MAT02.G
Narrative for the (G) GeometryGrade 2 students learn to name and describe the defining attributes of categories of twodimensional shapes, including circles, triangles, squares, rectangles, rhombuses, trapezoids, and the general category of quadrilateral. They describe pentagons, hexagons, octagons, and other polygons by the number of sides. Because they have developed both verbal descriptions of these shapes and their defining attributes and a rich store of associated mental images, they are able to draw shapes with specified attributes, such as a shape with five sides or a shape with six angles. Students in Grade 2 also explore decompositions of shapes into regions that are congruent or have equal area. For example, two squares can be partitioned into fourths in different ways. Any of these fourths represents an equal share of the shape (e.g., “the same amount of cake”) even though they have different shapes. Calculation Method for DomainsDomains are larger groups of related standards. The Domain Grade is a calculation of all the related standards. Click on the standard name below each Domain to access the learning targets and rubrics/ proficiency scales for individual standards within the domain.  
MAT02.G.03MAT02.G.03 Partition circles and rectangles into two, three, or four equal shares. Describe the shares using the words halves, thirds, half of, a third of, etc., and describe the whole as two halves, three thirds, four fourths. Recognize that identical wholes can be equally divided in different ways. Demonstrate understanding that partitioning shapes into more equal shares creates smaller shares. Partition: Divide into pieces. (ND) 
MAT02.MD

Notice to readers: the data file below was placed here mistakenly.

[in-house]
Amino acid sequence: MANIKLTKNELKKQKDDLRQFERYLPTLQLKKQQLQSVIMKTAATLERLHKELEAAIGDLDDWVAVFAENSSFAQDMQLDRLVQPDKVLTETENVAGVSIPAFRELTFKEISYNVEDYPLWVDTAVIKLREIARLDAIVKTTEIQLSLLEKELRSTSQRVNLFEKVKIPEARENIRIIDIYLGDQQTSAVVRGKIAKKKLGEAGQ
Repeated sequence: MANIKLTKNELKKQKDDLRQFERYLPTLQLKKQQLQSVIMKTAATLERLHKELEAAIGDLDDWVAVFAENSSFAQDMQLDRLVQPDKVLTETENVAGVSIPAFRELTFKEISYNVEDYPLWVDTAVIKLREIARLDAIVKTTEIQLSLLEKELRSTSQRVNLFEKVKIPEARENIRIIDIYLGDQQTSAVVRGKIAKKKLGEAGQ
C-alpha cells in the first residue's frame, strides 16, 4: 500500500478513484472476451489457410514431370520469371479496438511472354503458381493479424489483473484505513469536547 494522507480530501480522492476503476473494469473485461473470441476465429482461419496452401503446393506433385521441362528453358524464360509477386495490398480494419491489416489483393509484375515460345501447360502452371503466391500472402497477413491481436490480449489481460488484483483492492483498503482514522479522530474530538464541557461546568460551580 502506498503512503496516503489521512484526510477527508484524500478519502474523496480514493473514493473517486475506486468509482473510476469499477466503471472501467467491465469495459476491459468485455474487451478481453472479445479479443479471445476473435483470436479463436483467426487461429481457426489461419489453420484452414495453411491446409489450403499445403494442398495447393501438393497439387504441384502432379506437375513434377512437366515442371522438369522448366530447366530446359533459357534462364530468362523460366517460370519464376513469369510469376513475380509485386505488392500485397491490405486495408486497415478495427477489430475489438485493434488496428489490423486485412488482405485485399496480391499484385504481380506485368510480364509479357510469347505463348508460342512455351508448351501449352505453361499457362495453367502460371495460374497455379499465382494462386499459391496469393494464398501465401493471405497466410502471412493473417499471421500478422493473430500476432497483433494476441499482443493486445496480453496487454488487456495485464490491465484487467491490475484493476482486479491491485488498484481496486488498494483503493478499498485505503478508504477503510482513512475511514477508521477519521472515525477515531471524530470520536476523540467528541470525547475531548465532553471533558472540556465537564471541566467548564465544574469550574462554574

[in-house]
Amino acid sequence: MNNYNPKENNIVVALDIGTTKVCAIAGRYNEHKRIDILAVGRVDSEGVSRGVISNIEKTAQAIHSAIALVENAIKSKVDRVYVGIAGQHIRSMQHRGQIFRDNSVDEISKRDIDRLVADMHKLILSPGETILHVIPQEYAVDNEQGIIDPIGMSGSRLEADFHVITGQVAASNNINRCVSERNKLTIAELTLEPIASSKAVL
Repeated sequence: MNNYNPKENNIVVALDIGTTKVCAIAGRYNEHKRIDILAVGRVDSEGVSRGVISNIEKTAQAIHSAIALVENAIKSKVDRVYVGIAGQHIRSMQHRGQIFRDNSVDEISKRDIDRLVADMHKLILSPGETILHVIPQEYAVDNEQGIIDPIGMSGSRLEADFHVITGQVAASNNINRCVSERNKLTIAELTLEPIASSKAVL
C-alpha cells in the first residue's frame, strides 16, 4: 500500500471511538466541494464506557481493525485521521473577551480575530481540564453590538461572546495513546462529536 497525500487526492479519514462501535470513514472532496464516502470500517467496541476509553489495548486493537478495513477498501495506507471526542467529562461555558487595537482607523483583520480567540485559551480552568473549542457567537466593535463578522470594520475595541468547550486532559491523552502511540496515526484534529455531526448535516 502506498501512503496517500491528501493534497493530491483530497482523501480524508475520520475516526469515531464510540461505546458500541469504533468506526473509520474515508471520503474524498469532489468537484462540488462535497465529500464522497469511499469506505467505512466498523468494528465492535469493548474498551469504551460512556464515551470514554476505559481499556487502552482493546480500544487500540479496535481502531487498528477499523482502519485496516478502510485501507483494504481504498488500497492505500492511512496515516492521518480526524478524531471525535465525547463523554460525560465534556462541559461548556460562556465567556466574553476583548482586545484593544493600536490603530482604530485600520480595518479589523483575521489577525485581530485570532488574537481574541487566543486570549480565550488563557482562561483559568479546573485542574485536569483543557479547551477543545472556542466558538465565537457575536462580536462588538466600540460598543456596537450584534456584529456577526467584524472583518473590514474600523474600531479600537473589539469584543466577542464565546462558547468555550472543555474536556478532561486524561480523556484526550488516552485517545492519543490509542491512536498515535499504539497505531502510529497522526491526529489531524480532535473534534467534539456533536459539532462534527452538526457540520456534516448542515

Narrative for the (MD) Measurement and DataSecond graders learn to measure length with a variety of tools, such as rulers, meter sticks, and measuring tapes. To learn measurement concepts and skills, students might use both simple rulers (e.g., having only whole units such as centimeters or inches) and physical units (e.g., manipulatives that are centimeter or inch lengths). Second graders also learn the concept of the inverse relationship between the size of the unit of length and the number of units required to cover a specific length or distance. For example, it will take more centimeter lengths to cover a certain distance than inch lengths because inches are the larger unit. In Grade 2, students learn to combine and compare lengths using arithmetic operations to solve word problems. That is, they can add two lengths to obtain the length of the whole and subtract one length from another to find out the difference in lengths. After experience with measuring, second graders learn to estimate lengths. Realworld applications of length often involve estimation. Skilled estimators move fluently back and forth between written or verbal length measurements and representations of their corresponding magnitudes on a mental ruler (also called the “mental number line”). As students work with data in Grades K–5, they build foundations for their study of statistics and probability in Grades 6 and beyond, and they strengthen and apply what they are learning in arithmetic. Kindergarten work with data uses counting and order relations. First and secondgraders solve addition and subtraction problems in a data context. Students in Grade 2 draw a picture graph and a bar graph (with singleunit scale) to represent a data set with up to four categories. They solve simple puttogether, takeapart, and compare problems using information presented in a bar graph. Calculation Method for DomainsDomains are larger groups of related standards. The Domain Grade is a calculation of all the related standards. Click on the standard name below each Domain to access the learning targets and rubrics/ proficiency scales for individual standards within the domain.